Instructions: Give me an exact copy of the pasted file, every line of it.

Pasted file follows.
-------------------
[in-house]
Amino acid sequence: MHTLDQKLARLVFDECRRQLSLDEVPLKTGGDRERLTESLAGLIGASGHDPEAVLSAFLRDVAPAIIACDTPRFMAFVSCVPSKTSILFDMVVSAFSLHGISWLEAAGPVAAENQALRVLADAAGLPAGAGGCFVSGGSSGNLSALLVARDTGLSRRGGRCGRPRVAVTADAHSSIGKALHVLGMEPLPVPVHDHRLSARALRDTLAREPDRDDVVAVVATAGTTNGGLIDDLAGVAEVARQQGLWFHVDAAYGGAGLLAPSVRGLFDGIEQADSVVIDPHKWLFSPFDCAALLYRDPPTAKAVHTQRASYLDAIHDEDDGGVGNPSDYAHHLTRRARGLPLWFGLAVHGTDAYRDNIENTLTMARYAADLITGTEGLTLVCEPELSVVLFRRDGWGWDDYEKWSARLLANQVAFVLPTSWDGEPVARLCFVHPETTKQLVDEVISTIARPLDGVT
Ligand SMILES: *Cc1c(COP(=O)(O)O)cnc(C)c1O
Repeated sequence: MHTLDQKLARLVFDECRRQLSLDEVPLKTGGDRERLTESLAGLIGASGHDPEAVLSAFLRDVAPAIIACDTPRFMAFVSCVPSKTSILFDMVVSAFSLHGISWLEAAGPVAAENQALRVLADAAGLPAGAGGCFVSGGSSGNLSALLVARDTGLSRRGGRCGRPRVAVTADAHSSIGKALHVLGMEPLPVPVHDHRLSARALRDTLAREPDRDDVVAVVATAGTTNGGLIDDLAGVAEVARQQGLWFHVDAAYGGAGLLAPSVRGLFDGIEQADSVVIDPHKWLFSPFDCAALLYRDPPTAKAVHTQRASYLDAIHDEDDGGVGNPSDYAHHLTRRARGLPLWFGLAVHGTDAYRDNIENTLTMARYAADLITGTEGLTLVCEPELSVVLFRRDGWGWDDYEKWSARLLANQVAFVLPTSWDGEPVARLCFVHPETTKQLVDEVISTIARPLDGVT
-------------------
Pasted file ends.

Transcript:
[in-house]
Amino acid sequence: MHTLDQKLARLVFDECRRQLSLDEVPLKTGGDRERLTESLAGLIGASGHDPEAVLSAFLRDVAPAIIACDTPRFMAFVSCVPSKTSILFDMVVSAFSLHGISWLEAAGPVAAENQALRVLADAAGLPAGAGGCFVSGGSSGNLSALLVARDTGLSRRGGRCGRPRVAVTADAHSSIGKALHVLGMEPLPVPVHDHRLSARALRDTLAREPDRDDVVAVVATAGTTNGGLIDDLAGVAEVARQQGLWFHVDAAYGGAGLLAPSVRGLFDGIEQADSVVIDPHKWLFSPFDCAALLYRDPPTAKAVHTQRASYLDAIHDEDDGGVGNPSDYAHHLTRRARGLPLWFGLAVHGTDAYRDNIENTLTMARYAADLITGTEGLTLVCEPELSVVLFRRDGWGWDDYEKWSARLLANQVAFVLPTSWDGEPVARLCFVHPETTKQLVDEVISTIARPLDGVT
Ligand SMILES: *Cc1c(COP(=O)(O)O)cnc(C)c1O
Repeated sequence: MHTLDQKLARLVFDECRRQLSLDEVPLKTGGDRERLTESLAGLIGASGHDPEAVLSAFLRDVAPAIIACDTPRFMAFVSCVPSKTSILFDMVVSAFSLHGISWLEAAGPVAAENQALRVLADAAGLPAGAGGCFVSGGSSGNLSALLVARDTGLSRRGGRCGRPRVAVTADAHSSIGKALHVLGMEPLPVPVHDHRLSARALRDTLAREPDRDDVVAVVATAGTTNGGLIDDLAGVAEVARQQGLWFHVDAAYGGAGLLAPSVRGLFDGIEQADSVVIDPHKWLFSPFDCAALLYRDPPTAKAVHTQRASYLDAIHDEDDGGVGNPSDYAHHLTRRARGLPLWFGLAVHGTDAYRDNIENTLTMARYAADLITGTEGLTLVCEPELSVVLFRRDGWGWDDYEKWSARLLANQVAFVLPTSWDGEPVARLCFVHPETTKQLVDEVISTIARPLDGVT